“Our opposition to the Touro Mine is about defending a way of life, defending long-term a different kind of industry for the region”, says Luis Gallardo.
Luis is from Galicia, an autonomous province in the northwest of Spain. He travelled to London to attend Atalaya Mining’s annual general meeting (AGM) on 27 June. The Spanish company is listed on the UK’s Alternative Investment Market (AIM), as well as the Toronto Stock Exchange (TSX).
Luis has never been to a mining company’s AGM before, but this year is different.
Atalaya has plans to open an old open-pit copper mine in Touro, a town in Galicia. The company states support from the Galician government and local communities.
Campaigners dispute this. They point to recent regional government reports focusing on the detrimental impacts of the project on water, land, environment, health, the local economy and the lack of risk assessments.
On 10 June, over 50,000 people demonstrated against the proposed Touro mine in Galicia’s regional capital, Santiago de Compostela. Politicians from across the political spectrum joined the protest, including figures from Galicia’s governing People’s Party.
“People are not going to allow the project to go on”, says Luis, speaking on behalf of Plataforma Touro O Pino Non (Platform No to the mine in Touro and O Pino).
“We are coming to the AGM as part of our activities to stop the mine. We want to ensure that investors in London understand that this is an impossible project and that Atalaya is lying to the Galician government, to the society and to them. We are here to explain the truth about the project: it is flawed, technically bad, environmentally harmful, is not viable, is not welcome and it won`t be approved”.
Plataforma Touro O Pino Non was formed after resistance to the project began in August 2017 with the support of ContraMINAcción – a network opposing destructive mining in Galicia.
Their concerns include contamination, noise and dust of the planned explosions, water scarcity and land-grabs. The project will use more than ten tonnes of explosives a day; those involved in Touro’s tourism industry centred around the Camino de Santiago pilgrimage wonder what will happen to the tens of thousands of tourists the trail attracts every year.
Galicia is already a prosperous region, says Luis. The affected area’s economy is based on farming, the dairy industry and a modern fishing industry.
“The water courses surrounding our villages are already contaminated because of the old copper mine. A new mining project puts all these industries at risk.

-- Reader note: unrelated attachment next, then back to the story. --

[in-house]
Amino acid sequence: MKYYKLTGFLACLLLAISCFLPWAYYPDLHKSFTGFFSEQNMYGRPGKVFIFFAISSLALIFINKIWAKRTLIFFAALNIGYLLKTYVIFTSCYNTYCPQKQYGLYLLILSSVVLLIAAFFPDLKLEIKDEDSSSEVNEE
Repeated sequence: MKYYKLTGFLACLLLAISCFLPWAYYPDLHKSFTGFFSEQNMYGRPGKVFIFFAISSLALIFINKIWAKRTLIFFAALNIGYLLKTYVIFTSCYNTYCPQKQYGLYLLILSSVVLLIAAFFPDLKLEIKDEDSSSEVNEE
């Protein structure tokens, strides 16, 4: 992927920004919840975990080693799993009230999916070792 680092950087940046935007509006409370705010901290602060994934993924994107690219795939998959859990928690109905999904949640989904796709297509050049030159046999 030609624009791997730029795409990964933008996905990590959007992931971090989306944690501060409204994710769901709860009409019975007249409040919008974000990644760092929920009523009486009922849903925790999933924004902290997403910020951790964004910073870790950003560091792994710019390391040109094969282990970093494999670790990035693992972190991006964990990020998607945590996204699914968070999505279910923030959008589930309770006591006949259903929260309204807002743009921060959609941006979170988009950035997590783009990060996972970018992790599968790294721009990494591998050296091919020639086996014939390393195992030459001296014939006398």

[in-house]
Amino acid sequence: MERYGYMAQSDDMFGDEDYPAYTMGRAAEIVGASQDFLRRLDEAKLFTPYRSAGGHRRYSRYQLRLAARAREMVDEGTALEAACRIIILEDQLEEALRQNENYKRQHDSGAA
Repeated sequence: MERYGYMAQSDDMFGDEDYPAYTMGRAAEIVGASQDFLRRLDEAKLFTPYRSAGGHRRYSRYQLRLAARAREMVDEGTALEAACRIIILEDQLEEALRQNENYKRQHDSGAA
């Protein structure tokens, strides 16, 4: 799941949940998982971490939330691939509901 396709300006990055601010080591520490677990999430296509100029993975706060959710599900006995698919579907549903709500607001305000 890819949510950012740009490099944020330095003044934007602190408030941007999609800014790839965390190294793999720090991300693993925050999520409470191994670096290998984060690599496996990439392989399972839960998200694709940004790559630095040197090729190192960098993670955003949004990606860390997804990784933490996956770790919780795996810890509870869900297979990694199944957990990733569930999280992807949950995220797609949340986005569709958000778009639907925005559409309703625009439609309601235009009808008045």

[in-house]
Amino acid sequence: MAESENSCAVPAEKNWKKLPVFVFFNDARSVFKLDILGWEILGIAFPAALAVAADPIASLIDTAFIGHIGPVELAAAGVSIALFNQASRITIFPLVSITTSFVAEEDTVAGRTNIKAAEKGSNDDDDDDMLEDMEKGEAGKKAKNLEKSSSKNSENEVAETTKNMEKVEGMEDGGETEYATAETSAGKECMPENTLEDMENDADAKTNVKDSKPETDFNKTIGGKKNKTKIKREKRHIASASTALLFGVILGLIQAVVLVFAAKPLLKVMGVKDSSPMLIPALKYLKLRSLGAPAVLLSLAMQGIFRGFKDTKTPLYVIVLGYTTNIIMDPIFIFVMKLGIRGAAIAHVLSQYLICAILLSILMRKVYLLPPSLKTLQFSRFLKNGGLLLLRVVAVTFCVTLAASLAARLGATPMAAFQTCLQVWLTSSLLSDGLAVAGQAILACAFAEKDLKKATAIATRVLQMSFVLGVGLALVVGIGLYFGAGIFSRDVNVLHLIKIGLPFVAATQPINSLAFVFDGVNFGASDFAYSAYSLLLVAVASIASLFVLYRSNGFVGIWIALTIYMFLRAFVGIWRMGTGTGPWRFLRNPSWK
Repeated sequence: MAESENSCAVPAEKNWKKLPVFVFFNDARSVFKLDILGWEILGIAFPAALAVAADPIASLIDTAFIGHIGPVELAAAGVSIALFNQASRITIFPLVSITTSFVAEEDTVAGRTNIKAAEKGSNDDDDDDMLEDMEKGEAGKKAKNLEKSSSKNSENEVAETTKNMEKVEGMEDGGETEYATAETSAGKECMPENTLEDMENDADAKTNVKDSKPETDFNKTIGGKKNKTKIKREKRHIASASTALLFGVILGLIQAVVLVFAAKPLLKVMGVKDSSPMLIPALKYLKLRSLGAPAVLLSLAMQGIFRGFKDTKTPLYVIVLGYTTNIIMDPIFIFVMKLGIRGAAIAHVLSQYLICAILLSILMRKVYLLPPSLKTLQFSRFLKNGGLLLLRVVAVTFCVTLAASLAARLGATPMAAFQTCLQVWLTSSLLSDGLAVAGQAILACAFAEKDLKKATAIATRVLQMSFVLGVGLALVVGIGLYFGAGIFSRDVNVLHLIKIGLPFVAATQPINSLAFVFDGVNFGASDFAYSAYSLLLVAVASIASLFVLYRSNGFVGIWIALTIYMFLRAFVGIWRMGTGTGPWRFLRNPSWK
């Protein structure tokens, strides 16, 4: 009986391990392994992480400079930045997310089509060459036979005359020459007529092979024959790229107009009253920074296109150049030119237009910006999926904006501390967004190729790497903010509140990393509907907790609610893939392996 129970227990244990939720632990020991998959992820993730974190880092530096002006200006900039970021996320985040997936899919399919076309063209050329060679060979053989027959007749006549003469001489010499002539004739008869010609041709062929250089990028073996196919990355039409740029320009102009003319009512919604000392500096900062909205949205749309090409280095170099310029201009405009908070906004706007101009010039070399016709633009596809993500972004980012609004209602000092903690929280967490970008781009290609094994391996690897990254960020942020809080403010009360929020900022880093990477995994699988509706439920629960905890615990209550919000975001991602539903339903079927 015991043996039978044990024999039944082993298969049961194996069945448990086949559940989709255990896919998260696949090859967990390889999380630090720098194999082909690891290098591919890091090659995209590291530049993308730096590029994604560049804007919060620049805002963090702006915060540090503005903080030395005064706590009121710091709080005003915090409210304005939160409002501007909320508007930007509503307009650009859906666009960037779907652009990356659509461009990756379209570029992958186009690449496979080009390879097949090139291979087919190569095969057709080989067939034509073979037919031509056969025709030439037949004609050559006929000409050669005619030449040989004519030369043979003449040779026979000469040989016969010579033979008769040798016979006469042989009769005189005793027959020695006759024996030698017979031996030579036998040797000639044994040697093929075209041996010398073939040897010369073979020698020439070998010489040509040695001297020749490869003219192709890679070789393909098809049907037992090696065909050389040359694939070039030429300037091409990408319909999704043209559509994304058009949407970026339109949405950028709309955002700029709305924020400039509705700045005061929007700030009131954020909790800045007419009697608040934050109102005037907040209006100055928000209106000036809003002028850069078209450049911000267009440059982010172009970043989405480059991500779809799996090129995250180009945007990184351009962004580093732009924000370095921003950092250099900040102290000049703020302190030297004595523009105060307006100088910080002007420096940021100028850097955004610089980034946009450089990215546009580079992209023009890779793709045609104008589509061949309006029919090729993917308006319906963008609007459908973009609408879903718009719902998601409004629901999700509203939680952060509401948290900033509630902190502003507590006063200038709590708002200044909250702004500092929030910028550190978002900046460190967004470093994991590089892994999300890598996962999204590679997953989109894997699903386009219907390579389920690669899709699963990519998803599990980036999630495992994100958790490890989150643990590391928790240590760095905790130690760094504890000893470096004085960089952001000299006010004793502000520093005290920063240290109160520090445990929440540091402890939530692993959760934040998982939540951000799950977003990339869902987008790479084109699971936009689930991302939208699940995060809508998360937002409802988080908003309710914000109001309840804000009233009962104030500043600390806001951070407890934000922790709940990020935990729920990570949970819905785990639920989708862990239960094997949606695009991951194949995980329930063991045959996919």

Four hundred jobs would not compensate threatening 60,000 established long-term jobs. The 21st century mining methods are incompatible with the local industry.”
Atalaya’s plans to acquire 80 percent ownership of Proyecto Touro (Spanish company Explotaciones Gallegas owns the other 20 percent) are at the permitting stage. Although the project will partly be located at the site of an old 700-acre copper mine, Atalaya is seeking to expand the site to 1,827 hectares, taking in agricultural land and forests in the process. The company intends to operate the mine 24 hours a day, with a projected lifespan of approximately 15 years.
When I ask Luis what people in the UK and Europe can do in solidarity, he says that the impacts of this project are no longer just local, but regional and beyond.
“Our strength is growing, and we are getting more support every day, from concerned citizens and organisations from inside and outside Galicia and Spain. We are connecting with other people affected by mining around the world.
“Everyone is invited to participate in organising activities and raising these issues by all possible means. Every person is invited to know the region, the project, its impacts on our lives, and to stay in solidarity with our struggle”.
Luis Gallardo was at Atalaya’s AGM in London on 27 June, representing Plataforma Touro O Pino Non, along with Elena Solis, an environmental lawyer from Ecologistas en Accion who spoke about a question about Atalaya’s mismanagement of tailings dams in Andalucía. This was the first time that the company had to answer questions from campaigners.